Dear Liz: I’m 67, retired and have $83,000 in a 401(k) that I left with my employer. Should I see a certified financial planner? Based on my current income, I either need a job or I have to start pulling $10,000 from my 401(k) each year, which will clean out my account in eight years.
Answer: You definitely need a job.
You could burn through your nest egg even faster than you expect if the stock market drops or an unexpected expense crops up. And retirement is loaded with surprise expenses, from health care bills to home repairs to long-term care. Even in a best-case scenario, you’re likely to run short of money long before you run out of breath.
A planner could have warned you about this and suggested that a few more years of working, saving and delaying Social Security could have given you a far more comfortable retirement.
It may not be too late.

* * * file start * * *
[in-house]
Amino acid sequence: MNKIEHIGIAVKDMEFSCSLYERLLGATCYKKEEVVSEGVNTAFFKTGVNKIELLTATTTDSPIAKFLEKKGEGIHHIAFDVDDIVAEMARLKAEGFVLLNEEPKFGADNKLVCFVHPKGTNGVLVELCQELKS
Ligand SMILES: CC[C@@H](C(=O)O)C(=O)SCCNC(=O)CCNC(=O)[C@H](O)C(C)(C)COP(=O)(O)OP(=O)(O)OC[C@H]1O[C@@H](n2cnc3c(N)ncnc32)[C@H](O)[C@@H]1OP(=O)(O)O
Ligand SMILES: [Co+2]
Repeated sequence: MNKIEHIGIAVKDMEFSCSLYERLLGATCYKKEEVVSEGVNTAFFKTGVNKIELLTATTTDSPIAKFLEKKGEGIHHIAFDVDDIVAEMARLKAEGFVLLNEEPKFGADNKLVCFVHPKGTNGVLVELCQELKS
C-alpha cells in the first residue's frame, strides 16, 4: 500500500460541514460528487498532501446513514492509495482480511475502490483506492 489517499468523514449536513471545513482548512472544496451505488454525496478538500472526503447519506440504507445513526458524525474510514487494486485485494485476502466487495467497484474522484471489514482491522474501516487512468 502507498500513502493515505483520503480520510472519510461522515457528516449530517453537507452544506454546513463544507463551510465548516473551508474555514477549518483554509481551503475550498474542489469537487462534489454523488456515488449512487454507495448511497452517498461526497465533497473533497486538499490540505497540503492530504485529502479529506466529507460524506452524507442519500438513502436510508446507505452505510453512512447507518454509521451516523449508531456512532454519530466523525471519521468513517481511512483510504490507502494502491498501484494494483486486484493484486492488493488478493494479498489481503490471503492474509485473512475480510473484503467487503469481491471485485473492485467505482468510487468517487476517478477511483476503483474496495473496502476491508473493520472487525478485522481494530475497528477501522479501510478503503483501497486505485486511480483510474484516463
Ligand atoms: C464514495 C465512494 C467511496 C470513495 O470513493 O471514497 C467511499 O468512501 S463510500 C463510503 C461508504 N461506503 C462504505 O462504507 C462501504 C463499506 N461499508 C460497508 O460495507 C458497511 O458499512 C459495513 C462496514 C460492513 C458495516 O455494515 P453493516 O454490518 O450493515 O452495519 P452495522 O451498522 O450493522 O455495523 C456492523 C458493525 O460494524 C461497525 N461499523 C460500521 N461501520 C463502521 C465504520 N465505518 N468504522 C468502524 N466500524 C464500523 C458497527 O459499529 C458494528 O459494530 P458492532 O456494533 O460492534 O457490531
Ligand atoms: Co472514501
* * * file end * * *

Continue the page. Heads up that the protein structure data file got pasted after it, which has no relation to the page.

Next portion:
If you can return to work full time, you could suspend your Social Security benefit. That would allow it to grow by 8% each year until you turn 70. If you’re married and the higher earner, that also would increase the survivor benefit that one of you will have to live on once the other dies.
Even if you can’t work full time, a part-time job could ease the drain on your 401(k). If you’re a homeowner, you also could consider a reverse mortgage that would allow you to turn your home equity into a lifetime stream of monthly checks, a line of credit or a lump sum.
A fee-only advisor — one who is paid only by clients’ fees, rather than by commission — could help you review your options. The Garrett Planning Network offers referrals to fee-only planners who charge by the hour.
Another option for people on a budget: accredited financial counselors or financial fitness coaches. These folks aren’t certified financial planners, but they can help with budgeting, debt management and retirement planning. You can get referrals from the Association for Financial Counseling & Planning Education.